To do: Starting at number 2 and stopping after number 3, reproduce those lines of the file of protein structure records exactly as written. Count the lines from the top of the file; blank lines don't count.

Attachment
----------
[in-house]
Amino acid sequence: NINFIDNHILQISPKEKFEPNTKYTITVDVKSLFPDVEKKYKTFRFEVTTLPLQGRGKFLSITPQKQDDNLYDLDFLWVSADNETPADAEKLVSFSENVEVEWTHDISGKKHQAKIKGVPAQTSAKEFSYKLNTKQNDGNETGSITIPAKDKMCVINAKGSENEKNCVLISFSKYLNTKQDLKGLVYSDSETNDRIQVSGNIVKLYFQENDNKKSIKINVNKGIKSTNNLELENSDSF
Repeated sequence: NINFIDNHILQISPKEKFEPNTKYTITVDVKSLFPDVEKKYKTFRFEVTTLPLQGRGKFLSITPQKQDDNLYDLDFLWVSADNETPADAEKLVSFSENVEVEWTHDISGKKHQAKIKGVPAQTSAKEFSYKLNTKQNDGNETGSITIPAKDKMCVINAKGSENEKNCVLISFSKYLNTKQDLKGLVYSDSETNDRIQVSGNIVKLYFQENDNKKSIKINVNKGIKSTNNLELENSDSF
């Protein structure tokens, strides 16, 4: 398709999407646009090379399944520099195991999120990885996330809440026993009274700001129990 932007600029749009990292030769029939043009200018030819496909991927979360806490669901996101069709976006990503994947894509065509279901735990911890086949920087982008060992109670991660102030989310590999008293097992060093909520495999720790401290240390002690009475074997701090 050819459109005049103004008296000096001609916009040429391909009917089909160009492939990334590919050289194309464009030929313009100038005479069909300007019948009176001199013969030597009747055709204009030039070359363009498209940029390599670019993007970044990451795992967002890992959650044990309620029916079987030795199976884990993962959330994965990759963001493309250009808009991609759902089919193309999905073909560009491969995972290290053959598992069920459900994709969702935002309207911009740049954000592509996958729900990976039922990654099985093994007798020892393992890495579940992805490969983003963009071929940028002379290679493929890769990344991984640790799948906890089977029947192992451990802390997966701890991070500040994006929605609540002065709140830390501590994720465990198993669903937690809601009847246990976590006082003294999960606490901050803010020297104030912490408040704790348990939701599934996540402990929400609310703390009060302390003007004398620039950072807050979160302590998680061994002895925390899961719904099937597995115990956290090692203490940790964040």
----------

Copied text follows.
Amino acid sequence: NINFIDNHILQISPKEKFEPNTKYTITVDVKSLFPDVEKKYKTFRFEVTTLPLQGRGKFLSITPQKQDDNLYDLDFLWVSADNETPADAEKLVSFSENVEVEWTHDISGKKHQAKIKGVPAQTSAKEFSYKLNTKQNDGNETGSITIPAKDKMCVINAKGSENEKNCVLISFSKYLNTKQDLKGLVYSDSETNDRIQVSGNIVKLYFQENDNKKSIKINVNKGIKSTNNLELENSDSF
Repeated sequence: NINFIDNHILQISPKEKFEPNTKYTITVDVKSLFPDVEKKYKTFRFEVTTLPLQGRGKFLSITPQKQDDNLYDLDFLWVSADNETPADAEKLVSFSENVEVEWTHDISGKKHQAKIKGVPAQTSAKEFSYKLNTKQNDGNETGSITIPAKDKMCVINAKGSENEKNCVLISFSKYLNTKQDLKGLVYSDSETNDRIQVSGNIVKLYFQENDNKKSIKINVNKGIKSTNNLELENSDSF